By Vishvanath

Another International Workers’ Day has come and gone. Sri Lankan political parties held colorful events to mark the occasion on a grand-scale on 01 May. 

May Day rallies in this country are always shows of strength put on by various political parties, which overshadow trade unions including those affiliated with them. This became especially evident this year with only a few months to go before the next presidential election, which is expected to be followed by parliamentary polls. 

All political parties whose leaders have already declared their intention to run for president are bragging of having held well-attended May Day events. Such rallies, however, do not accurately indicate an increase in popular support for those who organize them. 

Nobody said anything new at Wednesday’s May Day rallies. In fact, they have nothing new to say. They have already said what they have got to say and made all pledges. President Ranil Wickremesinghe, at a May Day rally in a plantation area, declared that a wage hike would be granted to the plantation workers, who, he said, would receive Rs. 1,700 a day. However, speculation had been rife, for a week or so, that he would make such a pledge to estate workers to secure their votes at the upcoming presidential election. His offer has run into stiff resistance from the plantation owners, who insist that given the escalating production costs, such a pay hike is not feasible; they have also threatened legal action against the government decision. So, a showdown between the plantation companies and the government as well as estate workers’ trade unions is likely.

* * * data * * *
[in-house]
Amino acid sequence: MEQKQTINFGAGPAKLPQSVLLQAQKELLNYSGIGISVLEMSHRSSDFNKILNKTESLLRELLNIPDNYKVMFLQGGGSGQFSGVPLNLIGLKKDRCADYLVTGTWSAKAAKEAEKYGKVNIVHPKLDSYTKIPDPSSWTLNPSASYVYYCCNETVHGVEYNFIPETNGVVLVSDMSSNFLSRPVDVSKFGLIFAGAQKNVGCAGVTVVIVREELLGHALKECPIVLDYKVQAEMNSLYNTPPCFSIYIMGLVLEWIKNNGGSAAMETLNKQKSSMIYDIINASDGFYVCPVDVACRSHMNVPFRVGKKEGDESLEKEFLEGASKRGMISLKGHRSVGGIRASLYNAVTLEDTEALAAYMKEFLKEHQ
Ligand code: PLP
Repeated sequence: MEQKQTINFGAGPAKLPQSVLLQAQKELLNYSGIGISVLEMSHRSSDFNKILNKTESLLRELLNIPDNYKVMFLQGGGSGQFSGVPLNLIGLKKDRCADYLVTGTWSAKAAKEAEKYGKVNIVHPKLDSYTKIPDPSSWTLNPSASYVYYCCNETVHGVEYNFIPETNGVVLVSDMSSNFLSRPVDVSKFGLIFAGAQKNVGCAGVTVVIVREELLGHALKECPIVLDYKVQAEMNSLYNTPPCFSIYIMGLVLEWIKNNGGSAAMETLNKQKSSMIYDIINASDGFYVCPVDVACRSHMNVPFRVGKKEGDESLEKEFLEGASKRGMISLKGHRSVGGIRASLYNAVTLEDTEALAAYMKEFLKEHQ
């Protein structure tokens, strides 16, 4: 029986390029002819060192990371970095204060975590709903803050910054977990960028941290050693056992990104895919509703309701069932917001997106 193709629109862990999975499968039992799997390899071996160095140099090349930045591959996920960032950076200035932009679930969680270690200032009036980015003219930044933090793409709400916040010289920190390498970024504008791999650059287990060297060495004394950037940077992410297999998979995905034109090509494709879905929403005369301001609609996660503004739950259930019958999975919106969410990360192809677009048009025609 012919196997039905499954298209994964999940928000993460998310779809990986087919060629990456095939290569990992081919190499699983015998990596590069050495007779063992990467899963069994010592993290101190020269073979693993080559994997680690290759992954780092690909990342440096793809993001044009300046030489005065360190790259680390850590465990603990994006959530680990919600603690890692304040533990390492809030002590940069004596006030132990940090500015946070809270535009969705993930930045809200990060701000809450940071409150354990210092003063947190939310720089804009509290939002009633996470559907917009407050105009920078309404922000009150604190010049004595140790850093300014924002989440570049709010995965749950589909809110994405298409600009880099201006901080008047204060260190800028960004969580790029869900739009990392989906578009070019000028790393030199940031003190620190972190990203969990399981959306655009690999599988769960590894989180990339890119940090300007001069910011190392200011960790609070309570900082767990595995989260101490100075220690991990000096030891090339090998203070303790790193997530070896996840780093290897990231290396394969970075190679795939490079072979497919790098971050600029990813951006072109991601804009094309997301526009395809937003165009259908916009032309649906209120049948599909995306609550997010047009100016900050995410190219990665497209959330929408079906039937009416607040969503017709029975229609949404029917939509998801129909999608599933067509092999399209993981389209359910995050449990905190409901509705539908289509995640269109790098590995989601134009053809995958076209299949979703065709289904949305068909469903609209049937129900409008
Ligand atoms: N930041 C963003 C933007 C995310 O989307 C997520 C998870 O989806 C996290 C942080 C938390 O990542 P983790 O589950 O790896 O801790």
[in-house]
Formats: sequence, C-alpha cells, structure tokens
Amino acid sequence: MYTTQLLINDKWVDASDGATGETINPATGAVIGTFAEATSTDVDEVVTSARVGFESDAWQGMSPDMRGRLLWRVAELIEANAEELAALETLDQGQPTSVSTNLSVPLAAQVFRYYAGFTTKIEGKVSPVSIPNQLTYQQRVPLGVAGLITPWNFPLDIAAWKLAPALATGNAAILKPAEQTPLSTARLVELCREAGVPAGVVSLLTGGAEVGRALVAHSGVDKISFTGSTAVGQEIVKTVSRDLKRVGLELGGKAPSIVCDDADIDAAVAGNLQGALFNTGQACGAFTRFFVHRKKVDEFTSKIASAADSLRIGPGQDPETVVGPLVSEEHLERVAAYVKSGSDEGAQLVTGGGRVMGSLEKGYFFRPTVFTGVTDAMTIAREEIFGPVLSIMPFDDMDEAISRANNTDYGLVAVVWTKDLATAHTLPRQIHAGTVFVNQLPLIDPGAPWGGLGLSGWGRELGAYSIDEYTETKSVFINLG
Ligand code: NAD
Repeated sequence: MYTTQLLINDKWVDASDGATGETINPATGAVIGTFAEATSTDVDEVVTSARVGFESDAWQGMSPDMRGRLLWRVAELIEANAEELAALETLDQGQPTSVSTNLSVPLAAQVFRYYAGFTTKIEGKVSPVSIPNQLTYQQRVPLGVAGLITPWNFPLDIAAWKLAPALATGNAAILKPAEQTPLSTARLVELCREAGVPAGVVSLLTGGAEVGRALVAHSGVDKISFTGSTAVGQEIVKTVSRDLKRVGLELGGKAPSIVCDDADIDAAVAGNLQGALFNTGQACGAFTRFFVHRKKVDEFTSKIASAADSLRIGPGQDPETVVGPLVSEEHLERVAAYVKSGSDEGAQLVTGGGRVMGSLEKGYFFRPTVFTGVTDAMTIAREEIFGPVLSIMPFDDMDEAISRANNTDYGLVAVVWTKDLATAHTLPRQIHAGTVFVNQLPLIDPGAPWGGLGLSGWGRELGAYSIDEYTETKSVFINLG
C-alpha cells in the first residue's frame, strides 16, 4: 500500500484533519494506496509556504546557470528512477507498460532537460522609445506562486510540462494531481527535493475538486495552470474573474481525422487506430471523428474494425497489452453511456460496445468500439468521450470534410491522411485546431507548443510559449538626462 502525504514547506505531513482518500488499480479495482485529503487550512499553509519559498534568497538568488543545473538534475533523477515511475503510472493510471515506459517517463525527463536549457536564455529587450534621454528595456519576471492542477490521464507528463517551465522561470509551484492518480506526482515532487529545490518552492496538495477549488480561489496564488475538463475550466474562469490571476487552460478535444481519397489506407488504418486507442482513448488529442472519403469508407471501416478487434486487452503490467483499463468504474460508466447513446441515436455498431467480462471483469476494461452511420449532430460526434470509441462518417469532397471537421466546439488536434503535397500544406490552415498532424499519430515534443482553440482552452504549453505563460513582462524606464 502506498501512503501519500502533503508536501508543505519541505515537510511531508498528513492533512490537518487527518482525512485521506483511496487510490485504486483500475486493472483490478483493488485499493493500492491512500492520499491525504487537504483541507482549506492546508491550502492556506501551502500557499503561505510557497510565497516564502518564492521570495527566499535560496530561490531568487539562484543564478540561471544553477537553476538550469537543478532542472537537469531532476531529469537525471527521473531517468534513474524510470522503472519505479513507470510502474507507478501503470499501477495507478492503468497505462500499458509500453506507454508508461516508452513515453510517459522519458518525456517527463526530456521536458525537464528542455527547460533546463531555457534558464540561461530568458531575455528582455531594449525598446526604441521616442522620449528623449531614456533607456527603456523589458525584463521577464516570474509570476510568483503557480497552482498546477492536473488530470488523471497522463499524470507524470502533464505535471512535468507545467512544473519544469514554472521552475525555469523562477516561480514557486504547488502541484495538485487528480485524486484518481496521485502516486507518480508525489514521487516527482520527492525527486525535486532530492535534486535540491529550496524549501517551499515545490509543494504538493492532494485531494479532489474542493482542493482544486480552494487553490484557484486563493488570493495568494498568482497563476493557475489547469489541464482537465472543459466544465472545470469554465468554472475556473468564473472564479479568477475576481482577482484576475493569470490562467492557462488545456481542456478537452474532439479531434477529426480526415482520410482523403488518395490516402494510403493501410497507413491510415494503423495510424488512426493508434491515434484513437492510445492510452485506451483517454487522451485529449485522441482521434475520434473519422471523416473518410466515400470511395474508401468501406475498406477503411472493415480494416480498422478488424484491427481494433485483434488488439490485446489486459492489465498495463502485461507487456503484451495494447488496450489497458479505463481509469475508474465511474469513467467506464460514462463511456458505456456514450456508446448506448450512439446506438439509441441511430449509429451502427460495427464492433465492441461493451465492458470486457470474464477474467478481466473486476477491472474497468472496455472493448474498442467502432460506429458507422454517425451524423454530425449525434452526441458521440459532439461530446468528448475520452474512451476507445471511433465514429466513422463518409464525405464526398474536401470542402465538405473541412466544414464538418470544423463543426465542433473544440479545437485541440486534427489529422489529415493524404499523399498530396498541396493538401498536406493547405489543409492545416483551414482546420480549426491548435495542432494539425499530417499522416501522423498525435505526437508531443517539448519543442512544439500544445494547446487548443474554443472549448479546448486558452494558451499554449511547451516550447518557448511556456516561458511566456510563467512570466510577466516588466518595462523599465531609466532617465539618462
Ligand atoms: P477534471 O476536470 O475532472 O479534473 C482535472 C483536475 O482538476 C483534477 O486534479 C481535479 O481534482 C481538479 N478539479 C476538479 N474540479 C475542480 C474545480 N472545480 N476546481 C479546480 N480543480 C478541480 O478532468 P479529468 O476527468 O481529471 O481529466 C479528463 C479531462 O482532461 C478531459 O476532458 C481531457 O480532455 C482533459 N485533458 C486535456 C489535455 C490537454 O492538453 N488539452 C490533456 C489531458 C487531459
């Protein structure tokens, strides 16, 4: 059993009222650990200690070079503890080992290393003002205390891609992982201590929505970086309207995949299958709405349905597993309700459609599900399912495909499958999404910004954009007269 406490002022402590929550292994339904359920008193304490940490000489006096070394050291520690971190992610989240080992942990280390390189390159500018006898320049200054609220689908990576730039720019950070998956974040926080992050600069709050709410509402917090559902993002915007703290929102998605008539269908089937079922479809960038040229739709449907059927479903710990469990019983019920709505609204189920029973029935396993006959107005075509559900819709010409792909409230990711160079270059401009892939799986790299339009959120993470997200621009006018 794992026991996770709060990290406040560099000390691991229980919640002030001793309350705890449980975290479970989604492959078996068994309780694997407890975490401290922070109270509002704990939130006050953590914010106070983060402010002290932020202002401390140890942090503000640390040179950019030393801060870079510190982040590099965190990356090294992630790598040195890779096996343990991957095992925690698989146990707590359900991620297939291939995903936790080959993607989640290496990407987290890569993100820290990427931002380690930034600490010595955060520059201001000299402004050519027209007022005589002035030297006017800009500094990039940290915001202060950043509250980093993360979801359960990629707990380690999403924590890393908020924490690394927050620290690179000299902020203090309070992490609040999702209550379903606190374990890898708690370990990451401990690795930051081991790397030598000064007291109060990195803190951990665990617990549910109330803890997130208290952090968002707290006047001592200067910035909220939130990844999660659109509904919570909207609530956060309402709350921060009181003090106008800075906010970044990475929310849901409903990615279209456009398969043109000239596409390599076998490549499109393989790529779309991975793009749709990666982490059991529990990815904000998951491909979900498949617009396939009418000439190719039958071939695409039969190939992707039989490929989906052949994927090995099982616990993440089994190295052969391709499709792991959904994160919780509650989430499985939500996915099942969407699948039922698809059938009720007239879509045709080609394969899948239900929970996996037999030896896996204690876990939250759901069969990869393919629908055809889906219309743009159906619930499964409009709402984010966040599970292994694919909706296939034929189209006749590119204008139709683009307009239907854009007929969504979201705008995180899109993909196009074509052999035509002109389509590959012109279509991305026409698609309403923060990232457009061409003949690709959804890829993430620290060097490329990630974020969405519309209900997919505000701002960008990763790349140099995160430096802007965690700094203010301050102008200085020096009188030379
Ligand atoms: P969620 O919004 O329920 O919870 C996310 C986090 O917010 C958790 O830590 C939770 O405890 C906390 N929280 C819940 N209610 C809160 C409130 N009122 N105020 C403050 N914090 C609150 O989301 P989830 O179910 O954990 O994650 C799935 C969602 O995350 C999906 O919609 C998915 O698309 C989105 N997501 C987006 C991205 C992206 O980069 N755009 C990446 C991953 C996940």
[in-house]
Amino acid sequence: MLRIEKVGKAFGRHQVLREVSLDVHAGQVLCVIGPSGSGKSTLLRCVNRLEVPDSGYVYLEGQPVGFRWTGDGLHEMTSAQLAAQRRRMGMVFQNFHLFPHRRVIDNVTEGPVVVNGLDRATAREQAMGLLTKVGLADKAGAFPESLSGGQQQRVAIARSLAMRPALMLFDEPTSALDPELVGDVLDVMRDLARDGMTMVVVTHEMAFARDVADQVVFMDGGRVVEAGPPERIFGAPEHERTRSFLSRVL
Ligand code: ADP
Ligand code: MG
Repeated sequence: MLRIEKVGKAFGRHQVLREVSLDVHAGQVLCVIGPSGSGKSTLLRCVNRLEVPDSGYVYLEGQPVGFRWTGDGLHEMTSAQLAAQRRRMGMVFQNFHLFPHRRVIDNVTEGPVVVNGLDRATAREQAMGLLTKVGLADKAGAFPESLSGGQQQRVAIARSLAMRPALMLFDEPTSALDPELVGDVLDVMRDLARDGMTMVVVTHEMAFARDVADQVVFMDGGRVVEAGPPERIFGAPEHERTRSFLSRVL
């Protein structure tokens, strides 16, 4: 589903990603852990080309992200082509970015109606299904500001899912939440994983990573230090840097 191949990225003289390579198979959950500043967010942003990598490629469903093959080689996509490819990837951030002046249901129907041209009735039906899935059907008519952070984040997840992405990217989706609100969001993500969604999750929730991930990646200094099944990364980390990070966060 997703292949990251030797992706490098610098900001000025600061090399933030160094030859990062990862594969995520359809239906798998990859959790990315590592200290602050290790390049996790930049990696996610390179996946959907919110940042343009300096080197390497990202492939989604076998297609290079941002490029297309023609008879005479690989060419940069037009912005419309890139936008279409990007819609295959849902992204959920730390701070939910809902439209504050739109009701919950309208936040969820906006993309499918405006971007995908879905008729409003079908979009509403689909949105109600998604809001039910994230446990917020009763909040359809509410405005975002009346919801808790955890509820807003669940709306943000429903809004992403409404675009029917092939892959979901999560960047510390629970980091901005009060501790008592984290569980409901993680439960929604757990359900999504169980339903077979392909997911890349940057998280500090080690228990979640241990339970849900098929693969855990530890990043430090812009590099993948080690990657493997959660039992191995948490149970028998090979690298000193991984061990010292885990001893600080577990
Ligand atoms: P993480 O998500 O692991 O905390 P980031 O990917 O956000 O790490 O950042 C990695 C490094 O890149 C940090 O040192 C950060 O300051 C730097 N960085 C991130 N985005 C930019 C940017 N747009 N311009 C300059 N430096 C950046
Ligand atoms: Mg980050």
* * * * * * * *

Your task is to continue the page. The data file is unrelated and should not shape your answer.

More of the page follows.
Opposition and SJB Leader Sajith Premadasa also thundered at his party’s May Day rally in Colombo Fort, repeating much of what he had said previously. JVP/NPP Leader Anura Kumara Dissanayake also did likewise elsewhere in the city. 

Former President Maithripala Sirisena, who has been debarred by a court order from functioning as the SLFP Chairman, declared on May Day that Justice Minister Wijeyadasa Rajapaksa would be the SLFP’s presidential candidate. He also said nothing new. He was careful not to make his statement at issue sound official. When he recently invited Wijeyadasa to an internal party meeting as a special guest to deliver a lecture on how to revitalize the SLFP and enable it to win elections, it was obvious that he was promoting Wijedasa as the party’s presidential candidate. 

All in all, what the public witnessed on May Day was a replay of old shows put on by various political parties that are eyeing the executive presidency. But Sirisena’s declaration that the SLFP would field Wijeyadasa in the upcoming presidential election could be considered significant enough to warrant a discussion.